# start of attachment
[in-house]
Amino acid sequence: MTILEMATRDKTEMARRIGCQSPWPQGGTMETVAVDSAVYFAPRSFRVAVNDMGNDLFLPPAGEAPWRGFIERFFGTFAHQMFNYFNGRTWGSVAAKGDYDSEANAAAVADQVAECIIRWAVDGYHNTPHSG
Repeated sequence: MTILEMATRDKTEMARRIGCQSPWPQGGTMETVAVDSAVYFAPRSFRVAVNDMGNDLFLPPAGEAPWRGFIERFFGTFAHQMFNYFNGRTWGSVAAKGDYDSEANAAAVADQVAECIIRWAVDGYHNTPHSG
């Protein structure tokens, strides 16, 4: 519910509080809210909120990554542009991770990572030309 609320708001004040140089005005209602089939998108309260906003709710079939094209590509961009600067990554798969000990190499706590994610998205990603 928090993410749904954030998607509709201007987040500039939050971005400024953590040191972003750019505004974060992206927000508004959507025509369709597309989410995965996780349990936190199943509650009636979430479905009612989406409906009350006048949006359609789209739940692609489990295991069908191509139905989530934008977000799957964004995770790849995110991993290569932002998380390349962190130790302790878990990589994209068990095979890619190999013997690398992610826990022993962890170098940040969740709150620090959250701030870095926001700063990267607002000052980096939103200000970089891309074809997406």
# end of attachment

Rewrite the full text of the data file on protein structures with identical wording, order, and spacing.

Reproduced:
[in-house]
Amino acid sequence: MTILEMATRDKTEMARRIGCQSPWPQGGTMETVAVDSAVYFAPRSFRVAVNDMGNDLFLPPAGEAPWRGFIERFFGTFAHQMFNYFNGRTWGSVAAKGDYDSEANAAAVADQVAECIIRWAVDGYHNTPHSG
Repeated sequence: MTILEMATRDKTEMARRIGCQSPWPQGGTMETVAVDSAVYFAPRSFRVAVNDMGNDLFLPPAGEAPWRGFIERFFGTFAHQMFNYFNGRTWGSVAAKGDYDSEANAAAVADQVAECIIRWAVDGYHNTPHSG
């Protein structure tokens, strides 16, 4: 519910509080809210909120990554542009991770990572030309 609320708001004040140089005005209602089939998108309260906003709710079939094209590509961009600067990554798969000990190499706590994610998205990603 928090993410749904954030998607509709201007987040500039939050971005400024953590040191972003750019505004974060992206927000508004959507025509369709597309989410995965996780349990936190199943509650009636979430479905009612989406409906009350006048949006359609789209739940692609489990295991069908191509139905989530934008977000799957964004995770790849995110991993290569932002998380390349962190130790302790878990990589994209068990095979890619190999013997690398992610826990022993962890170098940040969740709150620090959250701030870095926001700063990267607002000052980096939103200000970089891309074809997406």